(1) You will be responsible for making all management decisions and performing all management functions in connection with our performance of the services described in this letter. You will also provide us with the information necessary to enable us to perform our services in a timely fashion. Prior to, or simultaneously with, the commencement of our engagement, you agree to designate to us in writing, an employee from among your senior managers who is capable of overseeing our services and with whom we will have our primary contact. Such person should be able to evaluate the adequacy of the results of our services.

(2) You will have all responsibility for [financial planning] decisions. We will assist you in suggesting alternative approaches and in evaluating the likely success of such approaches. Investment recommendations should be made by a registered investment advisor whom you select and engage. We are not responsible for the success or failure of any specific investment recommendation by such advisor.

(3) The purpose of our engagement is to assist you in designing a [ ] system. Your management will be responsible for implementing the recommendations set forth in our study. It is important to recognize that this will be your system to be administered by Company personnel. Our role will be limited to providing advice and training, and we will have no responsibility for any costs, planned or unplanned, resulting from the operation of such system.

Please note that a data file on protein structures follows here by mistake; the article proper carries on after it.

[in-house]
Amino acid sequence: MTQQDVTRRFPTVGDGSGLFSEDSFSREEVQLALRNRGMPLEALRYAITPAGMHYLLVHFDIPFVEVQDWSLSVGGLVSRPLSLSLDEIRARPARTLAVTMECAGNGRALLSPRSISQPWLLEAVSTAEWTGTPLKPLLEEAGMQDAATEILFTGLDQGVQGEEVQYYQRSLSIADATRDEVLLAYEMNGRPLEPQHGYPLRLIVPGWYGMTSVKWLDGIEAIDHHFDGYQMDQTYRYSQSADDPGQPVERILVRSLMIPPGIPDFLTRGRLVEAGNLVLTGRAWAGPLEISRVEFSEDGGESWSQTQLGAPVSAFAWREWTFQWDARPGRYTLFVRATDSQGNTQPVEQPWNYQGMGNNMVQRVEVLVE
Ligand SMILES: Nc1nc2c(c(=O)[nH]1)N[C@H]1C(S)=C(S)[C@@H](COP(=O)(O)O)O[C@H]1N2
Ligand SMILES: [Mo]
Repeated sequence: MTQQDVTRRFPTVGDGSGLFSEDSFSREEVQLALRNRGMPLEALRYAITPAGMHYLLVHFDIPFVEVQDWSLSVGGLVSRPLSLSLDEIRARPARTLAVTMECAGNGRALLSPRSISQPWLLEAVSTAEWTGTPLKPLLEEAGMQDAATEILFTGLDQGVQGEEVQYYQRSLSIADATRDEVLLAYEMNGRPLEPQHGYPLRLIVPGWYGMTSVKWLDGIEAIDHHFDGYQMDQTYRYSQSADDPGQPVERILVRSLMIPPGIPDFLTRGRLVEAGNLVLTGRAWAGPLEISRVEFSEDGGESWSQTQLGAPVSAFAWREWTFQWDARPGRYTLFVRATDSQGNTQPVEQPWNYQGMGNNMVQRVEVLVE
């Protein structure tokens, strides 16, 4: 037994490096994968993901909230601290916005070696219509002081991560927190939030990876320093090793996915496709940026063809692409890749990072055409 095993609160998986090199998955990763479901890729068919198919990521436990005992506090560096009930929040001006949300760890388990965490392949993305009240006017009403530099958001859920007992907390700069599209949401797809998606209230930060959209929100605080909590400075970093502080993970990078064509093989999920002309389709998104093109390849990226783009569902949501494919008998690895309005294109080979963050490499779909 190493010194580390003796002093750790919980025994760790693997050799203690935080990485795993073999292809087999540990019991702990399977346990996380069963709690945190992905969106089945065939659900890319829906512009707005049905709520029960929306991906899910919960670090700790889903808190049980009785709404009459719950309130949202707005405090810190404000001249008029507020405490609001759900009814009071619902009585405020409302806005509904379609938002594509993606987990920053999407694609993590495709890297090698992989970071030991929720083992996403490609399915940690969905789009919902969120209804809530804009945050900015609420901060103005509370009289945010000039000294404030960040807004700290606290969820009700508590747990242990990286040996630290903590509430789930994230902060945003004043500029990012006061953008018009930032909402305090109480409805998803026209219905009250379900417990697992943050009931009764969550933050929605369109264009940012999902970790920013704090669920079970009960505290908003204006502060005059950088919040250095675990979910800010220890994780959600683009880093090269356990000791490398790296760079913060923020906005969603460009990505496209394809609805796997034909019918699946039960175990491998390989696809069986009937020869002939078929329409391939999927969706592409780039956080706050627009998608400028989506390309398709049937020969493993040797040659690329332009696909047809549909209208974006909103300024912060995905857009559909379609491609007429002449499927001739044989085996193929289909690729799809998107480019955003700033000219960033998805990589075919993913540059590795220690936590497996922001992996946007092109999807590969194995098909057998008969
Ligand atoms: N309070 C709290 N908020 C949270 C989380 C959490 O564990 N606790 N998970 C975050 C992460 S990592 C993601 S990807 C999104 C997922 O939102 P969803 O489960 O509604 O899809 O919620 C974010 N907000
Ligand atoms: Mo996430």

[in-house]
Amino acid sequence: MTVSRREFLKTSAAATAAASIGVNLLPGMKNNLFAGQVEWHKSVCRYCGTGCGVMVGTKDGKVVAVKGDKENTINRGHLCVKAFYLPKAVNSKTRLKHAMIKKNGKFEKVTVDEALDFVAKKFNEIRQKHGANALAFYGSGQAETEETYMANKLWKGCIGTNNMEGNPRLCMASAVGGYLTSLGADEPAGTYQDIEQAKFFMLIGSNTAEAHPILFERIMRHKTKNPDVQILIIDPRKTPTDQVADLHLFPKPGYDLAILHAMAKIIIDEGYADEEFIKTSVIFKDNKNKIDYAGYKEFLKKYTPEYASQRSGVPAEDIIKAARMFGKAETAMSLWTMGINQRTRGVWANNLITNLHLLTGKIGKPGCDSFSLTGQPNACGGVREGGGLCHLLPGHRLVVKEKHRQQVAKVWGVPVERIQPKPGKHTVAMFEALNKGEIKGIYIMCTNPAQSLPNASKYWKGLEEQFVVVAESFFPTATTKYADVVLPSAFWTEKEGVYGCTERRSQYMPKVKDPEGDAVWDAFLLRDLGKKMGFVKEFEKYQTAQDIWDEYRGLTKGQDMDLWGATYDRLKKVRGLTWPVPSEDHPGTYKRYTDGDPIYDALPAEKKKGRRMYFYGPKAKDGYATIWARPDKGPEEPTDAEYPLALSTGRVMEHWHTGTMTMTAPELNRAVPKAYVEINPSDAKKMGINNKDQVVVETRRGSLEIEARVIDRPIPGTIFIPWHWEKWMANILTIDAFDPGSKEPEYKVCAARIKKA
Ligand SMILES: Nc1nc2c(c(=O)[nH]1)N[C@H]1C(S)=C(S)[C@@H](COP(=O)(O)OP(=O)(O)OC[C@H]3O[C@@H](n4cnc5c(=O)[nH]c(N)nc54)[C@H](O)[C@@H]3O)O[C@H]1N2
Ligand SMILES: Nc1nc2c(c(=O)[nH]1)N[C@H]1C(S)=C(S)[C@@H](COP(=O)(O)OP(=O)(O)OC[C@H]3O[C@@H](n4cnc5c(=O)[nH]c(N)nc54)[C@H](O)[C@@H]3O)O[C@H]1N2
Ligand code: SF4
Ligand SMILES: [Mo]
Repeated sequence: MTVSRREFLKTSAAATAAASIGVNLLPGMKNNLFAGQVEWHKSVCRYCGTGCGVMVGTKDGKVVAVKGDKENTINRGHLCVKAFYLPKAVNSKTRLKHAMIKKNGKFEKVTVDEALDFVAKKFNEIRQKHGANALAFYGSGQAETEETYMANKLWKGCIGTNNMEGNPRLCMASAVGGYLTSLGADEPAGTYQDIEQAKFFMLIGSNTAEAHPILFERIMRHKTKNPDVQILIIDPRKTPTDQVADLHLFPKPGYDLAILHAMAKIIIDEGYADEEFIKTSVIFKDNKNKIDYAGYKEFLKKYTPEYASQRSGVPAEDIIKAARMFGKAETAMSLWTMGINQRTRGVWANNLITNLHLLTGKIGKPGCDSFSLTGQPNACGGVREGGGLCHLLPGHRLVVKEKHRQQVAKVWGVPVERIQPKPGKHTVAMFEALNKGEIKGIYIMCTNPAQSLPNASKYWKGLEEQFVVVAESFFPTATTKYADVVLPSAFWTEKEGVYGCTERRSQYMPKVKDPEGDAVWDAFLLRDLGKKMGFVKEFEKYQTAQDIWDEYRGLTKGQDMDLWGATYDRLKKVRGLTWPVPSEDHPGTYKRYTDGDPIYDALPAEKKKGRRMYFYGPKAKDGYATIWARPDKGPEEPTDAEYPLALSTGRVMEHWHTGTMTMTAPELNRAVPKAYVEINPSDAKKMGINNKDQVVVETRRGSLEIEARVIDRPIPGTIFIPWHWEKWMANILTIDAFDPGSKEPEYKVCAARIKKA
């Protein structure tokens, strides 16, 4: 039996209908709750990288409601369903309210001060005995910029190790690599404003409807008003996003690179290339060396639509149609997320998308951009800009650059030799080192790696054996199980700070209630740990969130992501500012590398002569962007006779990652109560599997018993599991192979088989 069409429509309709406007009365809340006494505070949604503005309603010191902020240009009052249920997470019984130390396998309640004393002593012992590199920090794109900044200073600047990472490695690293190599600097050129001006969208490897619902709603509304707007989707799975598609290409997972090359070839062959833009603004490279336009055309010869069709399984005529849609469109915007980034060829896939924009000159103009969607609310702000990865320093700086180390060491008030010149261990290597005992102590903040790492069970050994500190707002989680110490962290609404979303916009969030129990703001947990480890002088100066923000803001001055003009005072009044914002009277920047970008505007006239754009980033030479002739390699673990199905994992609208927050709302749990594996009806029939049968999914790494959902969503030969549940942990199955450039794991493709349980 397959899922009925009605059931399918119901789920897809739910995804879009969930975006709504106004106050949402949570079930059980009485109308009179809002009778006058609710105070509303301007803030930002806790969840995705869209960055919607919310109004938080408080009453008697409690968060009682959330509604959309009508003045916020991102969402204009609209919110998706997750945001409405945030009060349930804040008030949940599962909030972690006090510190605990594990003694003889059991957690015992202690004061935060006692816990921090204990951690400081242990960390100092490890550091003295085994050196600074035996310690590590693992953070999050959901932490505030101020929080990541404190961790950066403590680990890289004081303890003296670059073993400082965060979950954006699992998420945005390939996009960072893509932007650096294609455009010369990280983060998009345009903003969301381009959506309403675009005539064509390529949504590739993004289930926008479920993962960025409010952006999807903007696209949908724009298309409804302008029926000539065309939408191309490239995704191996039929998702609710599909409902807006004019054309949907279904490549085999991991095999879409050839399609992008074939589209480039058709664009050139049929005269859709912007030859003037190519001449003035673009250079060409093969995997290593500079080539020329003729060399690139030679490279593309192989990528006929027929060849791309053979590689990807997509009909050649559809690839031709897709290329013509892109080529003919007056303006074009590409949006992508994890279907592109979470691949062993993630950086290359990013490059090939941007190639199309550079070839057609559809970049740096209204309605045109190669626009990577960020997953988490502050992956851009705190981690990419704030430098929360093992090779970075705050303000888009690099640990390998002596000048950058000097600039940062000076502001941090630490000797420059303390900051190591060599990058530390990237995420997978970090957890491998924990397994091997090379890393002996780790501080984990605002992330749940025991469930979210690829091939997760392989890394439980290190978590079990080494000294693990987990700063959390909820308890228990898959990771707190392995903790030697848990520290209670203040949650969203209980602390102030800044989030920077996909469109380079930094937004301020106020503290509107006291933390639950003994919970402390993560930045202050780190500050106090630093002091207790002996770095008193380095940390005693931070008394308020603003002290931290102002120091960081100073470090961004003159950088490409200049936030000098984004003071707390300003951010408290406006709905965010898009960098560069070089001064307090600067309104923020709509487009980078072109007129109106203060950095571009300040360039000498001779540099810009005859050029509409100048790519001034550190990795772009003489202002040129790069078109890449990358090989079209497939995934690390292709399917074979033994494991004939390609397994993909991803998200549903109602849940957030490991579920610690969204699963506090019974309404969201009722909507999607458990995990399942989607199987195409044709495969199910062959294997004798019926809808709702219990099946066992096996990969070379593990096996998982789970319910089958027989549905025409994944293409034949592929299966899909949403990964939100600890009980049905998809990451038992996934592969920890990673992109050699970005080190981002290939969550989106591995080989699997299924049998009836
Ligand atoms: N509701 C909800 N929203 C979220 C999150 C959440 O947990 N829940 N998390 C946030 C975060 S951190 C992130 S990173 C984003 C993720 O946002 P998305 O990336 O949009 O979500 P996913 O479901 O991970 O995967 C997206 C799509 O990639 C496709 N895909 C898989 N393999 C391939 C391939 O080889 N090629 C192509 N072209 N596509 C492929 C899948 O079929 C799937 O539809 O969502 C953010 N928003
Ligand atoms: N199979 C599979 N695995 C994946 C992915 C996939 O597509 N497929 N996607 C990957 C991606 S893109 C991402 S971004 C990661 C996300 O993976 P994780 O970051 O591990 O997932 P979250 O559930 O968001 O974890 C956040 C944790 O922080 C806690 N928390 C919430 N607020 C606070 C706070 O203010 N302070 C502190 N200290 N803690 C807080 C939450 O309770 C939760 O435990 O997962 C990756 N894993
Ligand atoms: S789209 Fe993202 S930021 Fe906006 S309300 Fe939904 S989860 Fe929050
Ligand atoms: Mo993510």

(4) This engagement is limited to the [ ] services described in this letter. We reserve the right to decline to take any action or perform any procedure which, in our sole professional judgment, could be interpreted as our participation in the management of the Company.


While the provisions of the revised Interpretation 101-3 expressly apply only to the provision of non-attest services for attest clients, the substance of such provisions should eventually be recognized as a "best practice" in all situations where non-attest services are being performed. A written agreement will allocate responsibilities between accountant and client, and will improve the efficiency of the overall client services.

The content of this article is intended to provide a general guide to the subject matter. Specialist advice should be sought about your specific circumstances.